Don Hosek - Recent reading

I tend to be a voracious reader, and I read widely. This list has its origins in an old signature file which I would update periodically with the current book that I was reading. That gradually transmogrified itself into the current massive archive with brief reviews.

What I've been reading lately
Number of books read and reviewed each year
1995* (28)
1996 (47)
1997 (74)
1998 (61)
1999 (62)
2000 (27)
2001 (51)
2002 (60)
2003 (37)
2004 (36)
2005 (32)
2006 (46)
2007 (109)
2008 (78)
2009 (65)
2010 (68)
2011 (98)
2012 (129)
2013 (114)
2014 (101)
2015 (88)
2016 (82)
2017 (76)
2018 (67)
2019 (95)
2020 (90)
2021 (36)
* Partial year
A People's History of the United States by Howard Zinn
[Finished 2 May 2021] Between being in leftie circles for a lot of my life and, I think Zinn’s own influence on the culture, this did not come off as quite the revolutionary book that it once was. There were a few things I was unaware of and Zinn seems to fall pray to the no difference between the parties fallacy that infects a lot of political discourse, but there was still a lot to recommend it. I can see giving this to my kids to read when they’re in high school as a useful corrective to the standard curriculum even with its flaws.

Death Note, Vol. 10: Deletion by Tsugumi Ohba and Takeshi Obata
[Finished 29 April 2021] Things get a little bit more interesting here, although I’m actively looking forward to completing the series now.

The Bittersweet Science: Fifteen Writers in the Gym, in the Corner, and at Ringside edited by Carlo Rotella and Michael Ezra
[Finished 25 April 2021] I enjoyed this far more than I would have expected. There’s a certain romance around boxing that makes it aesthetically appealing. The article which combines criticism of Million Dollar Baby with an account of a real-life woman boxer was one of my favorites, but there were few dull moments in this collection of essays.

Close Calls With Nonsense: Reading New Poetry by Stephen Burt
[Finished 25 April 2021] Burt (now Stephanie, but her dead name is still the name on the spine of the book as published) is an insightful critic and expositor of contemporary poetry. I found myself adding a lot of poets to my to-read list after reading this and having a better sense of how to approach a lot of contemporary poets’ writing more fruitfully.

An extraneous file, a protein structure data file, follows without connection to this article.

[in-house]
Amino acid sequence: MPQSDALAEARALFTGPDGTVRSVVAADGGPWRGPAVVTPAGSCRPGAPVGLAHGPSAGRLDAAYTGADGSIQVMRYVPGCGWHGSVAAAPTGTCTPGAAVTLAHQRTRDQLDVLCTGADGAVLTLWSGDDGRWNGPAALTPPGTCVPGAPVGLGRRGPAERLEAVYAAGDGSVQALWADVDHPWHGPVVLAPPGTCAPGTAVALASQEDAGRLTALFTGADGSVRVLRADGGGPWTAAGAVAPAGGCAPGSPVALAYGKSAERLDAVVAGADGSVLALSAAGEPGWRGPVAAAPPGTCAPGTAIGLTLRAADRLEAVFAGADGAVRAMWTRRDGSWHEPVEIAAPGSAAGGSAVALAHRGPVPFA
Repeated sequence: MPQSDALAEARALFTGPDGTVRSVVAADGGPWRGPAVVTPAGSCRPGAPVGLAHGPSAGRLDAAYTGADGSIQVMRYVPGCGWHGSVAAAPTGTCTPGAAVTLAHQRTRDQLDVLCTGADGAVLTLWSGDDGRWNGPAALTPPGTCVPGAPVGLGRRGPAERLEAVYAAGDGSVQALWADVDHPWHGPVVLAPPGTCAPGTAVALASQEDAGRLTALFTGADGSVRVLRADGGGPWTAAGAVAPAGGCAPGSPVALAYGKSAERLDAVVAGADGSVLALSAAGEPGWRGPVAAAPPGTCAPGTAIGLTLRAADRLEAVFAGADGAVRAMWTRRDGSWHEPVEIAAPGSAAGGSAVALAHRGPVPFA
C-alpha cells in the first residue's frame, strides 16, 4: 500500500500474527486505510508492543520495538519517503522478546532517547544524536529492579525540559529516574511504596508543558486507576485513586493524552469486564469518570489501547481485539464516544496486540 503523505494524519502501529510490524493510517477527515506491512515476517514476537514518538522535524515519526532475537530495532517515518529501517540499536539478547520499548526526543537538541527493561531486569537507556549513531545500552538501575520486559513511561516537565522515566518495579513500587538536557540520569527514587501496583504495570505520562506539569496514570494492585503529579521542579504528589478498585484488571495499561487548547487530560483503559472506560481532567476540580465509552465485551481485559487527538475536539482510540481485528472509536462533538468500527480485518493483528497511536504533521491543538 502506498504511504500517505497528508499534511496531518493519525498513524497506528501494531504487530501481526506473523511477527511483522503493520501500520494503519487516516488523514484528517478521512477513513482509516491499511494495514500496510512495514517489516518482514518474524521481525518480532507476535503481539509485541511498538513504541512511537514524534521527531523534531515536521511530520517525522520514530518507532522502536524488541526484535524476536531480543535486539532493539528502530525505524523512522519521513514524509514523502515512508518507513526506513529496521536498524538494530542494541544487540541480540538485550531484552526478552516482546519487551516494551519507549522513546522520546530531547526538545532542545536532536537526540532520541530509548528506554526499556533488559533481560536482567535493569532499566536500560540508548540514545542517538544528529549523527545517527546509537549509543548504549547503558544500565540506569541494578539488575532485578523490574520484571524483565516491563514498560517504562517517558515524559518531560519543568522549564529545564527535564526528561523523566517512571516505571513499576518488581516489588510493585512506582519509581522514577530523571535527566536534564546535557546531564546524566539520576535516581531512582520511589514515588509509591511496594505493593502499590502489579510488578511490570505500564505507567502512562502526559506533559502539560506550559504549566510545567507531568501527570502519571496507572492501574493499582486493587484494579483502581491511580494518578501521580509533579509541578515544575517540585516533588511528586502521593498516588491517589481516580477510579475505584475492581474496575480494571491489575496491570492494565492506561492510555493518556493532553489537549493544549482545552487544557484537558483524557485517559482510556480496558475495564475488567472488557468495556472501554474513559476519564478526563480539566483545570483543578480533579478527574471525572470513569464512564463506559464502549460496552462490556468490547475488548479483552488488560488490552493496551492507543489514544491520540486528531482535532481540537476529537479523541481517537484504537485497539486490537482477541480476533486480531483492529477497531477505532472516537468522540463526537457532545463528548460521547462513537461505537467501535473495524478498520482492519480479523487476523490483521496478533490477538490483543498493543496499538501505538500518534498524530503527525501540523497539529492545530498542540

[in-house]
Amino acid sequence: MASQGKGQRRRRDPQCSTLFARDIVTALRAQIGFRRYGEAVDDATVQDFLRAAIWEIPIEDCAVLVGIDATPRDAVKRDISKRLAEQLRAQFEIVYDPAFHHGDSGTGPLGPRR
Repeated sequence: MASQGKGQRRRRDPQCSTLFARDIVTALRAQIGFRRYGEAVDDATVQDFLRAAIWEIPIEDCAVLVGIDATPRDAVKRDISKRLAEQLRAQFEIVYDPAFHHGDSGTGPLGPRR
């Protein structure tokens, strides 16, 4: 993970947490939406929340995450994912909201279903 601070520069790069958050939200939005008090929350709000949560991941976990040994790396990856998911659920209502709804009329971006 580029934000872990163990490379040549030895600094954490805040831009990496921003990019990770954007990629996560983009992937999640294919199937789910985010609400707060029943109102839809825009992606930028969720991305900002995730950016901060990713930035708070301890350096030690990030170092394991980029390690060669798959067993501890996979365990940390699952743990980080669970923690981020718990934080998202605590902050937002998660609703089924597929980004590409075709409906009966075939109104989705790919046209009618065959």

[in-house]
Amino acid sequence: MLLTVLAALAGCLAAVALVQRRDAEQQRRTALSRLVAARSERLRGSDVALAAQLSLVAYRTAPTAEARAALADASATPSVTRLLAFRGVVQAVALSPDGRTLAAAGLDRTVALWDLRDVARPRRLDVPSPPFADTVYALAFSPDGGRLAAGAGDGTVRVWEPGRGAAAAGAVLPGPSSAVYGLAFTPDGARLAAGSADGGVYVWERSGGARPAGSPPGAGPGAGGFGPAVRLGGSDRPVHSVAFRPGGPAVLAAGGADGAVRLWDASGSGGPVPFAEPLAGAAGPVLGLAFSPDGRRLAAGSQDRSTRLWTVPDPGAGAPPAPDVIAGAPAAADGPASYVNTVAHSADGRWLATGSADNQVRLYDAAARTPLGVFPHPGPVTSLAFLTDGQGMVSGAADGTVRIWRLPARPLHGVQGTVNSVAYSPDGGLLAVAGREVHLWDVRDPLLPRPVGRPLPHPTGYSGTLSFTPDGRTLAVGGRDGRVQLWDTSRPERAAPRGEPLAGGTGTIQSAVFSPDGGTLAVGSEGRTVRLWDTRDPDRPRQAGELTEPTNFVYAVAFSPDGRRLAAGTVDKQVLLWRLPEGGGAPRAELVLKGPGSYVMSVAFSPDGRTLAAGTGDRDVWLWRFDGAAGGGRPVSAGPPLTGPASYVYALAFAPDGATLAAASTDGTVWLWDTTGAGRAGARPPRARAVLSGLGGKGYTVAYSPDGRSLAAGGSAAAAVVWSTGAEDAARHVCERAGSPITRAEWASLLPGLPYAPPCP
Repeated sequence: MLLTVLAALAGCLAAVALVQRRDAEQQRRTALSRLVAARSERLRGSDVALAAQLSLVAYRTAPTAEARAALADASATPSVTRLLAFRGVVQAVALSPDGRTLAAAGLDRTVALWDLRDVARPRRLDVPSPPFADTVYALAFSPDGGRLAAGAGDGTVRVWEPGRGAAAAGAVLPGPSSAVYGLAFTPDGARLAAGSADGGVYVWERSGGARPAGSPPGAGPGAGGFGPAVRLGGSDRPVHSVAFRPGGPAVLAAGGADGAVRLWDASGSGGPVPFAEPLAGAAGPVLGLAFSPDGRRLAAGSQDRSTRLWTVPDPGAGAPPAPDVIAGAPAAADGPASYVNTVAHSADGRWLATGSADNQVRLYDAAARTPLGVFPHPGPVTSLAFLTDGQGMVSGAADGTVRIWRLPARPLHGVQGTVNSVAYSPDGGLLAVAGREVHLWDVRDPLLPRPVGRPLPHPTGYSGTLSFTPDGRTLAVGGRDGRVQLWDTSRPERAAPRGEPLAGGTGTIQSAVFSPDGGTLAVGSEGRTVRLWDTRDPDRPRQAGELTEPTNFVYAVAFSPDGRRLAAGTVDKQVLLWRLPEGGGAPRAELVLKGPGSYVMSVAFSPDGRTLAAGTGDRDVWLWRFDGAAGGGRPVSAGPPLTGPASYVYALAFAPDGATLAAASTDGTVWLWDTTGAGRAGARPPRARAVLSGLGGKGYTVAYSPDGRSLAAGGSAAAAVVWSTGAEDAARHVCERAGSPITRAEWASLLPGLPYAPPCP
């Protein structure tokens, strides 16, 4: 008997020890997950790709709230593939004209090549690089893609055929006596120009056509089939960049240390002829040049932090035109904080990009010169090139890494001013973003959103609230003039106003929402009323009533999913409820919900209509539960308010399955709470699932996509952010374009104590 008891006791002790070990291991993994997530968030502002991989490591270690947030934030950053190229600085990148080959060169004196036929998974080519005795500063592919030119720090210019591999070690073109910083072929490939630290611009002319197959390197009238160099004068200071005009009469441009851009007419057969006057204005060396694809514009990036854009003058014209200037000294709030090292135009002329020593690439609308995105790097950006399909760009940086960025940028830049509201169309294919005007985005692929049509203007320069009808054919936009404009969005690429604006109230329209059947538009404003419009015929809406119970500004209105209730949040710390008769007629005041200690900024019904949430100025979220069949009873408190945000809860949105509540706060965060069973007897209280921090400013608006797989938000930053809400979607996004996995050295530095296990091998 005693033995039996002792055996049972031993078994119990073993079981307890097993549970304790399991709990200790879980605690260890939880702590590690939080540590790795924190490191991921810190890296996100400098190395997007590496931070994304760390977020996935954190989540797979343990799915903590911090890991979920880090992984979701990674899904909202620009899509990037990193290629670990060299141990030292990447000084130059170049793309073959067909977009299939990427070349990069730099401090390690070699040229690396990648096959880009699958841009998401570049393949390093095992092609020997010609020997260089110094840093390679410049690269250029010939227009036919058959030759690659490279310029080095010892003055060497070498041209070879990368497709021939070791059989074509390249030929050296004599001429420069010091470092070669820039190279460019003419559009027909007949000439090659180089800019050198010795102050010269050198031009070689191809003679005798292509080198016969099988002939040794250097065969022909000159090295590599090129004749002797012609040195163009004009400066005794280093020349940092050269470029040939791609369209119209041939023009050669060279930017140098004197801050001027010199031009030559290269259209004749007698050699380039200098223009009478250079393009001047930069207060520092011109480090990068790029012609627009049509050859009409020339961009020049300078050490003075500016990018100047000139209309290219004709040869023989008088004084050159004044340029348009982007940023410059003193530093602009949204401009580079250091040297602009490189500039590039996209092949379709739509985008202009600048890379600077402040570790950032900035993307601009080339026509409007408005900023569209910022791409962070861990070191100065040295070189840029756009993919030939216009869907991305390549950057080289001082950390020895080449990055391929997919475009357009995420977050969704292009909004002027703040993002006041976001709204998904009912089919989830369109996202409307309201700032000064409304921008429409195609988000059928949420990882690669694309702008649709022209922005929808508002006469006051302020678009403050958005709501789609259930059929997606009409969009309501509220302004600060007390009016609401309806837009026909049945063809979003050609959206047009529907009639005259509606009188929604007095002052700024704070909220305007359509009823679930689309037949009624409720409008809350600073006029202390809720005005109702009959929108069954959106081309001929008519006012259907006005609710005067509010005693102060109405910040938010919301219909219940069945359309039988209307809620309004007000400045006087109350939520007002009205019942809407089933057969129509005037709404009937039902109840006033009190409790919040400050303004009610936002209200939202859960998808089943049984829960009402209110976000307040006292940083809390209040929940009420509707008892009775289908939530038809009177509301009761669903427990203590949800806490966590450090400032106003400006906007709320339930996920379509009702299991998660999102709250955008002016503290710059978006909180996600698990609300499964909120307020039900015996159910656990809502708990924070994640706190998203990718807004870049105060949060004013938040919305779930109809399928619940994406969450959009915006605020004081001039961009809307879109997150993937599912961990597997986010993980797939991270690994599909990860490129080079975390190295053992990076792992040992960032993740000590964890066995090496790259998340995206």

Fighting in the Jim Crow Army: Black Men and Women Remember World War II by Maggie Morehouse
[Finished 24 April 2021] A good collection of information on Black service during World War II. My only complaint is that it focuses on combat troops and not the majority experience which placed Black soldiers in support roles.

Death Note, Vol. 9: Contact by Tsugumi Ohba and Takeshi Obata
[Finished 23 April 2021] It continues to drag. There’s a new predictability in the story as well. Of course, Mello won’t be killed in the attack on his headquarters.

The Exodus Affair: Holocaust Survivors and the Struggle for Palestine by Aviva Halamish
[Finished 16 April 2021] Exactly the book I wanted for my research for the novel. A great attempt to uncover the facts and events of the Exodus affair.

Death Note, Vol. 8: Target by Tsugumi Ohba and Takeshi Obata
[Finished 14 April 2021] I remember not being that interested in Death Note the Anime once it moved on to the post-L era, and my reaction reading the manga is similar. The Mello-Near conflict adds an interesting dimension and I managed from the anime to miss that Mello is a boy and not a girl.

Death Note, Vol. 7: Zero by Tsugumi Ohba and Takeshi Obata
[Finished 6 April 2021] In a flashback, we learn what Light’s plan was with his imprisonment and see the denouement of Light’s battle with L. At the same time, we learn that L and Watari are not lone figures but are, in fact, part of a larger organization created by Watari which gives us L’s successors, one of whom decides to take the side of criminality.

Letraset & Stencil Cutting by Dave Farey, Colin Brignall, Mike Daines, Alan Meeks, Freda Sack and Peter O'Donnell
[Finished 3 April 2021] A slender volume, just 16 pages. I think Dave Farey himself gave me this back when it was initially published. It contains the memories of the stencil cutting artists who worked on the Letraset typefaces back in the day before dry-transfer lettering became a niche product at best and mostly obsolete in the mainstream. It’s fascinating to consider this oddball stream of lettering that worked hard to get respectability in the design community even as many designers happily used it.